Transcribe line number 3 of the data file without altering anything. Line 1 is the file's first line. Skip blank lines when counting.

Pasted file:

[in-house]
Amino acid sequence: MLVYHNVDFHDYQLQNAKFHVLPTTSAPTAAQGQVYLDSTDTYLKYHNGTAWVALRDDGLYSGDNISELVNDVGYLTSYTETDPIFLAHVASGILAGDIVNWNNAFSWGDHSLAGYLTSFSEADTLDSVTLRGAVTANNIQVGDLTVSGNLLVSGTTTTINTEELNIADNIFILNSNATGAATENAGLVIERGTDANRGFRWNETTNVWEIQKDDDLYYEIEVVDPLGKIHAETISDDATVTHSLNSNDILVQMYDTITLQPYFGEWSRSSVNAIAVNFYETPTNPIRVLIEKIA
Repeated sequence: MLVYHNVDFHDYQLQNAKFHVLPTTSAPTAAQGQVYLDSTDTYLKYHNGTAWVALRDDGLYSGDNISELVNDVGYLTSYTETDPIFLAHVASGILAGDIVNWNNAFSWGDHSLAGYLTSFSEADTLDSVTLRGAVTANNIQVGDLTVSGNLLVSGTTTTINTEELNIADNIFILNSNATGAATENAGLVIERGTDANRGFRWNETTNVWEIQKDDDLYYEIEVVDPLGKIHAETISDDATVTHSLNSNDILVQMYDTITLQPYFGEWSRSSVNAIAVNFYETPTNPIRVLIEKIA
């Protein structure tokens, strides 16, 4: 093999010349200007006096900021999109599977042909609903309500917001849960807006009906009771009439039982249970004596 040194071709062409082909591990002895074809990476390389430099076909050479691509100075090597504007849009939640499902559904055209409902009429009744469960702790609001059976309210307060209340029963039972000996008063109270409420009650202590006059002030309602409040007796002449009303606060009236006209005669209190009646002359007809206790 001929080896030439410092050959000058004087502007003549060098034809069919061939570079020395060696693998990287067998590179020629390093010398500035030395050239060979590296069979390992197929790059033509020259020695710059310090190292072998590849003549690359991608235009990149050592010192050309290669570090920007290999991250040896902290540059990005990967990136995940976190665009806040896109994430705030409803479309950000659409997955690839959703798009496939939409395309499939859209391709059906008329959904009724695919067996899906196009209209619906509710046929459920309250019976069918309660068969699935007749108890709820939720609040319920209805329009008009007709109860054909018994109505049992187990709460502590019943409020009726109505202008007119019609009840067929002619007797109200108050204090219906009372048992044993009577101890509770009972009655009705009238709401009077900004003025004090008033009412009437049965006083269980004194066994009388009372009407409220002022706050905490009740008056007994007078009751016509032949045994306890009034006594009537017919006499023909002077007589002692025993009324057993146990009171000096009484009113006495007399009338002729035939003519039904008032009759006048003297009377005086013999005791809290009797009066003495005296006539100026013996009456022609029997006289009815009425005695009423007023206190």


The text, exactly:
Repeated sequence: MLVYHNVDFHDYQLQNAKFHVLPTTSAPTAAQGQVYLDSTDTYLKYHNGTAWVALRDDGLYSGDNISELVNDVGYLTSYTETDPIFLAHVASGILAGDIVNWNNAFSWGDHSLAGYLTSFSEADTLDSVTLRGAVTANNIQVGDLTVSGNLLVSGTTTTINTEELNIADNIFILNSNATGAATENAGLVIERGTDANRGFRWNETTNVWEIQKDDDLYYEIEVVDPLGKIHAETISDDATVTHSLNSNDILVQMYDTITLQPYFGEWSRSSVNAIAVNFYETPTNPIRVLIEKIA